John Armstrong

Laurie Walker
A Material Writing of Things
Gairloch Gardens (Oakville Galleries), Oakville, Ontario

There are exhibitions in which the juxtaposition of site and artwork create a surprising and insistent mutuality. The possibility of this was undoubtedly part of independent curator Barbara Fischer's rationale for proposing seven of Laurie Walker's recent sculptural works for exhibition in the Gairloch Gallery. The gallery is housed in a converted private residence nestled in a lakeside park setting just west of Toronto. The park contains stunningly mature trees, a treillaged rose garden, banks of perennials, and, on good spring weekends, several wedding parties. The house — gabled, up-market neo-Tudor with split sandstone — was originally built in the 1920s and is an ode to the Arts and Crafts Movement. The gallery, panelled in bleached oak with carved foliate trim, retains much of the original interior. Some of Gairloch's romancing of the Old World is to be found, in an editorialized form, in Walker's sculpture.

In Wandering Bower, Solanum planetum (1989), Walker presents an antiquarian copy of Pliny the Elder's Natural History (in Latin and German translation). The volume lays open on a shelf, its pages imprinted by stains left by a pressed spray of bittersweet nightshade leaves and berries that rests across it. Accompanying the book, is a framed watercolour depicting a flowering and fruit-bearing branch. The watercolour is painted by Walker in the delicate manner of an eighteenth-century botanical illustration and captioned in both a roman and a cursive italic script. There is no plant that bears this precise name (Wandering Bower…) nor entirely resembles the image in the watercolour. Walker’s appellation might easily have slipped out of a Shakespearian sonnet. The juices of nightshade are, however, poisonous — disguised here by anachronistic framing, both poetic and scientific.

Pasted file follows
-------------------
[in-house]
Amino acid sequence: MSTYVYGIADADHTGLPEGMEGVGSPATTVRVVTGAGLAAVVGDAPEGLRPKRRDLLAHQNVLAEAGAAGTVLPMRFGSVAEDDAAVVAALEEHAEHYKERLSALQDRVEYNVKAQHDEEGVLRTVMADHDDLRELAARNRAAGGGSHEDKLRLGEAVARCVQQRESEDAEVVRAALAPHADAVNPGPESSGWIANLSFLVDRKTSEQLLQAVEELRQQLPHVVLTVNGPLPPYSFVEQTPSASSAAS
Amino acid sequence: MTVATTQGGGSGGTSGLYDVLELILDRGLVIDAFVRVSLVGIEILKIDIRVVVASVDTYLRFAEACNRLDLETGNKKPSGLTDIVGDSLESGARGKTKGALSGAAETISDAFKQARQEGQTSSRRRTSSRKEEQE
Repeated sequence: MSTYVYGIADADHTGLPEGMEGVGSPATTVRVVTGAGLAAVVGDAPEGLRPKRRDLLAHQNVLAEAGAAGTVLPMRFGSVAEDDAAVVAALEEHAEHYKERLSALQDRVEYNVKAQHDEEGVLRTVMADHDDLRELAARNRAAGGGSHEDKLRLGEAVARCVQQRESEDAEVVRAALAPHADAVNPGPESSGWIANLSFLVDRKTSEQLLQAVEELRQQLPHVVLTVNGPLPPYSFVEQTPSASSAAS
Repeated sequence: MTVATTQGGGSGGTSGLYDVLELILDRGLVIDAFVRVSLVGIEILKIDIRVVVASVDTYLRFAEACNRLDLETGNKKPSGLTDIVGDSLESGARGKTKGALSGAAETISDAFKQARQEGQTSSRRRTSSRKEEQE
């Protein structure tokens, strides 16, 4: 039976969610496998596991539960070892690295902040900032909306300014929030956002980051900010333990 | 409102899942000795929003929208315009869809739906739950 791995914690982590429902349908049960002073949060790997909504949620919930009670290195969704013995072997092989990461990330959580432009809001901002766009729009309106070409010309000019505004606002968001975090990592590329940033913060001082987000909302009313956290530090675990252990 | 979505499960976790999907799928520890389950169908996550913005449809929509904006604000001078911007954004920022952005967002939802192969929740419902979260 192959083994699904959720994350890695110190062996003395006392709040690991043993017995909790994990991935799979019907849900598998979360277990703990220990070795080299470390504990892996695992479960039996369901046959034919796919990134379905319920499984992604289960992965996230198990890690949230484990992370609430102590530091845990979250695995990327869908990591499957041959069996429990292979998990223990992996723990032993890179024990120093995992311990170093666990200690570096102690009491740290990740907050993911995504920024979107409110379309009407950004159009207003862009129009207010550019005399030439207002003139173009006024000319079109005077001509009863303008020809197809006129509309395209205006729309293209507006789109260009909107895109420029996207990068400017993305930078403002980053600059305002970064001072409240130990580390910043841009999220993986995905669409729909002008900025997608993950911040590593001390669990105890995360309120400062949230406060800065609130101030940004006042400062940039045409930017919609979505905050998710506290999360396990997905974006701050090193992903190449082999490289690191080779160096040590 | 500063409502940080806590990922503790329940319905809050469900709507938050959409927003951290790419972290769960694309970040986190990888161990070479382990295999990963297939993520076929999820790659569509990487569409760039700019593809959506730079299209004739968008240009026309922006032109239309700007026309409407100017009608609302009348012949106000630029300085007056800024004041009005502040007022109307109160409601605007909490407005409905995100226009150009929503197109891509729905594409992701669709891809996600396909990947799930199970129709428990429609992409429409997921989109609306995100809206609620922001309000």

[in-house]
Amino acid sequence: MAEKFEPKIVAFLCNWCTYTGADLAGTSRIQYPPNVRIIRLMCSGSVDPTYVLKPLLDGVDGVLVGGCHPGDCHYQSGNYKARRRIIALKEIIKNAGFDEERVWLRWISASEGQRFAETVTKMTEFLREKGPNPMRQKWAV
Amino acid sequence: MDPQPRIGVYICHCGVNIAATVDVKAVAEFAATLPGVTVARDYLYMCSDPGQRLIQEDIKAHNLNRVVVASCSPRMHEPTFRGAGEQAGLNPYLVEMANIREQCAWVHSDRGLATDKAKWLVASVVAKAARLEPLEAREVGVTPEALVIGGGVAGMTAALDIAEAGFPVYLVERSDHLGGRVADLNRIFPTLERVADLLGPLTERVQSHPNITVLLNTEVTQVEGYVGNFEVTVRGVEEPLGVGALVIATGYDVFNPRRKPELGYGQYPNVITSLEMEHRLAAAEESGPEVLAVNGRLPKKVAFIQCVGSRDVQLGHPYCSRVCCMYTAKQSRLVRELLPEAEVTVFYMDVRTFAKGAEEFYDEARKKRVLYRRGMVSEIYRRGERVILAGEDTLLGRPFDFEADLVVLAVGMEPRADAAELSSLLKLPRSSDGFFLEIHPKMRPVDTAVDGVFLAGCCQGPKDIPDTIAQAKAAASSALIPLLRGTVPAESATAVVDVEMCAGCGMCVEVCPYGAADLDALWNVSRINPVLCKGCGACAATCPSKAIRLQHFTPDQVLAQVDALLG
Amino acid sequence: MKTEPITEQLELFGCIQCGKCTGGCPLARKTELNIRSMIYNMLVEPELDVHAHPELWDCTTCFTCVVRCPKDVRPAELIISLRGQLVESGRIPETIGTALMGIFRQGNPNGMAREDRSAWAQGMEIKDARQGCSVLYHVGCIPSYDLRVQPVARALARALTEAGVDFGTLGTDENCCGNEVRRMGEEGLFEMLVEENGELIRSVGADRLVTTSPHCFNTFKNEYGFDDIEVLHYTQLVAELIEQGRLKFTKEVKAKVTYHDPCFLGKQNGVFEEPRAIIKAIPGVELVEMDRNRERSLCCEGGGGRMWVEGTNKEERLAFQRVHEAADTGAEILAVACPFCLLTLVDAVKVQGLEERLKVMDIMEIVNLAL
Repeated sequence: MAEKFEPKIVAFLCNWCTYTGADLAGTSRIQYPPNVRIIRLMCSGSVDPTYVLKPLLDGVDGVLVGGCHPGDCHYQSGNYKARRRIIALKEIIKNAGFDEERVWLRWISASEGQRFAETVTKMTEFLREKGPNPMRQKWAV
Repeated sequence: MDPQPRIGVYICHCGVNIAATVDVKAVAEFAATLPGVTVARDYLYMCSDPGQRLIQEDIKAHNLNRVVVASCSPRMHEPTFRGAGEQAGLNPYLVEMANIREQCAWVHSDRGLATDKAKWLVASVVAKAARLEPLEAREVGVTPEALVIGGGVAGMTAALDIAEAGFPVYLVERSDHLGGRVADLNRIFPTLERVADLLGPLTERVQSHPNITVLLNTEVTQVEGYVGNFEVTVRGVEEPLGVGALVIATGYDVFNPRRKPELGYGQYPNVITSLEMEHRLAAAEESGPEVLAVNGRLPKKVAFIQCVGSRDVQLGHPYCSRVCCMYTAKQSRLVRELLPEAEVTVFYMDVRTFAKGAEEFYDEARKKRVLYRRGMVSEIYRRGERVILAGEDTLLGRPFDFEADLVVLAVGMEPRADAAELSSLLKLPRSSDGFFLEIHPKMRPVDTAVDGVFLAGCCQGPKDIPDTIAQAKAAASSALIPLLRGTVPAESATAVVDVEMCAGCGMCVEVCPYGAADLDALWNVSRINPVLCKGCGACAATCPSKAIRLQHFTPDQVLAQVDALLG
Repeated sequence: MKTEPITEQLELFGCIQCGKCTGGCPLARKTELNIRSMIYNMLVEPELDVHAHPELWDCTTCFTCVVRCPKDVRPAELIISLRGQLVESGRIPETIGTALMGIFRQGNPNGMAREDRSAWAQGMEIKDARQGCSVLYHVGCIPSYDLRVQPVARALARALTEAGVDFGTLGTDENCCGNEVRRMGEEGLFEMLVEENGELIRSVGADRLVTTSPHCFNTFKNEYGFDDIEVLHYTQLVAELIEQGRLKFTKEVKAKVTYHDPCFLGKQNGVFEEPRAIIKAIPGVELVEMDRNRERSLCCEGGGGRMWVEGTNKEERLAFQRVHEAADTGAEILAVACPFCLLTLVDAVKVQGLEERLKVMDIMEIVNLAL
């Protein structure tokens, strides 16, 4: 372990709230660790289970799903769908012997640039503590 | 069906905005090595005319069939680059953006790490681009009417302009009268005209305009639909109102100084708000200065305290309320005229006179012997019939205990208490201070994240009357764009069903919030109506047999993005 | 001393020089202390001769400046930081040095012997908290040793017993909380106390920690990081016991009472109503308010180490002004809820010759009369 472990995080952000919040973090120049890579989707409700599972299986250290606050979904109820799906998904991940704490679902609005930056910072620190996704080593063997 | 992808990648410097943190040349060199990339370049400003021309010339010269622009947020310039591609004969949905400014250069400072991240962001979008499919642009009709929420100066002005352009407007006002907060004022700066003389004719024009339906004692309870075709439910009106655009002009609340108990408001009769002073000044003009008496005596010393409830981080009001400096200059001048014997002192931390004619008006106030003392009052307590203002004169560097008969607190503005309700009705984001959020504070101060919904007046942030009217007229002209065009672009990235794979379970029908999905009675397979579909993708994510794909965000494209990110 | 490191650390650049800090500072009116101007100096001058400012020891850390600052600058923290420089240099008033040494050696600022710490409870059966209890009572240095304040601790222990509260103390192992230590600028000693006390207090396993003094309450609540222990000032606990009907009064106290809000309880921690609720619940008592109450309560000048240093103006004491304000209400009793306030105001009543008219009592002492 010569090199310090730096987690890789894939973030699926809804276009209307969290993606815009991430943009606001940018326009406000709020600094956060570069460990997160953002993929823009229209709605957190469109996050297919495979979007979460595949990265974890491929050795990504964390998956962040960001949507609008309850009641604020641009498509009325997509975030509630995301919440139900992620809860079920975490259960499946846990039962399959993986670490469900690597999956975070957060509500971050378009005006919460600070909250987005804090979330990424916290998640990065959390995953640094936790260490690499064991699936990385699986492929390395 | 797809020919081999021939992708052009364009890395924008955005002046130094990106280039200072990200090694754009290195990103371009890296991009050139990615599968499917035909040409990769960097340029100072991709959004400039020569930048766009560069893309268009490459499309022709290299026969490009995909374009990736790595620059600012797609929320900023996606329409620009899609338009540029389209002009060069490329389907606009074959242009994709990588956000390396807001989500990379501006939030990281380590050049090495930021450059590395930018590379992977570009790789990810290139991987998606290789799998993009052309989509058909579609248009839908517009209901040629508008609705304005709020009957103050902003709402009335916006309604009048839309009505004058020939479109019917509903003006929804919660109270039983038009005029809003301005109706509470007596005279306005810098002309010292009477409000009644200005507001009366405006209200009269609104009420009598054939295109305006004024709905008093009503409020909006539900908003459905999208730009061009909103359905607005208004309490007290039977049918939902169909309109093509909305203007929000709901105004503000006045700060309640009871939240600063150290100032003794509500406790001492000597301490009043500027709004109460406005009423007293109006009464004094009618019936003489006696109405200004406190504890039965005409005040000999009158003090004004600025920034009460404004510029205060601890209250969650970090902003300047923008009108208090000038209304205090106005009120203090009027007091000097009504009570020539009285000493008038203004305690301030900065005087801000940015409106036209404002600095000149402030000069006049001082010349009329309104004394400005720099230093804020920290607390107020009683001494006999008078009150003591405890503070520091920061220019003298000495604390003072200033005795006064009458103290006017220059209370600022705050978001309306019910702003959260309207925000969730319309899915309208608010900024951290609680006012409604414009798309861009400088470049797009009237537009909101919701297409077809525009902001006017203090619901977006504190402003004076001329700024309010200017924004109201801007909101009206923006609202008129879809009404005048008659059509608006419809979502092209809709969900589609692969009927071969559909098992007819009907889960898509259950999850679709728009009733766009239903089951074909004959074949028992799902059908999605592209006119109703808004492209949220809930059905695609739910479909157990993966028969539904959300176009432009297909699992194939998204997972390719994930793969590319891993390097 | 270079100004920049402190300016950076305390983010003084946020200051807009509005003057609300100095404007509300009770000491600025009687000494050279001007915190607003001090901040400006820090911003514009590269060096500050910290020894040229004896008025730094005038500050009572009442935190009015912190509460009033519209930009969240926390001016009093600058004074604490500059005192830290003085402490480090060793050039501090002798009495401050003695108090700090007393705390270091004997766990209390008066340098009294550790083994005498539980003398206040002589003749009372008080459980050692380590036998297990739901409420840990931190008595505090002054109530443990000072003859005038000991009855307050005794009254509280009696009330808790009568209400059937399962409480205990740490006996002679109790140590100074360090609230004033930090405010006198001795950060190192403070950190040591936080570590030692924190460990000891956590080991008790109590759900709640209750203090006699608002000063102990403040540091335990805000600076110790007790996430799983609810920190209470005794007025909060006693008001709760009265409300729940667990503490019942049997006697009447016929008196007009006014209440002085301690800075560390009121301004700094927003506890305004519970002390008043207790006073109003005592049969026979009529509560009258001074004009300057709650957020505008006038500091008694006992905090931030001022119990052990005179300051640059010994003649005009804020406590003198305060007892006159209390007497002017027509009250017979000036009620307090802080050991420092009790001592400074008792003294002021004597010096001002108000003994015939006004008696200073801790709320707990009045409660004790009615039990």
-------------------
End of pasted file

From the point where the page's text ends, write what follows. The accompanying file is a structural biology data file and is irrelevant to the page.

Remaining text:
Eyeball (1993) is a peeled cedar stump cut off at table height. Its satin-varnish finish reinforces a connection to the domestic, placing the piece somewhere between Scandinavian modern and rustic twig furniture. The revealed sapwood rings have been hollowed-out to create a sinuous canal around the heartwood. A glass chemistry flask, half filled with water, rests within the contours of the canal. Like Gairloch Garden's meandering stream and Japanese bridge, Eyeball's moat-and-island motif posits a prim and trim natural reserve. Western art's conventionalized decorative vocabulary, whether Morris or Matisse, has used patterns of the botanical to recreate the domestic that celebrates the handmade and the natural. Walker engages a similar concern— in addition to risking a witty backslide into cottage-garden kitsch. Eyeball could be a birdbath set beside Sneezy and Dopey.

Scroll (1991) further dissolves the walls between the gallery and the garden. On a meter-long steel tube, Walker has finely etched impressions of the leaves of many of the trees and flora native to southeastern Canada: ash, oak, birch, larch, pine, cedar, Solomon's seal, wild grasses, iris… The leaves form a compendium on a giant printing roller, to be potentially reproduced without a discernible scientific, decorative or recreational directive. The natural, here as in her other works, is committed to representation's own symbiotic narratives.

C Magazine 43, Fall 1994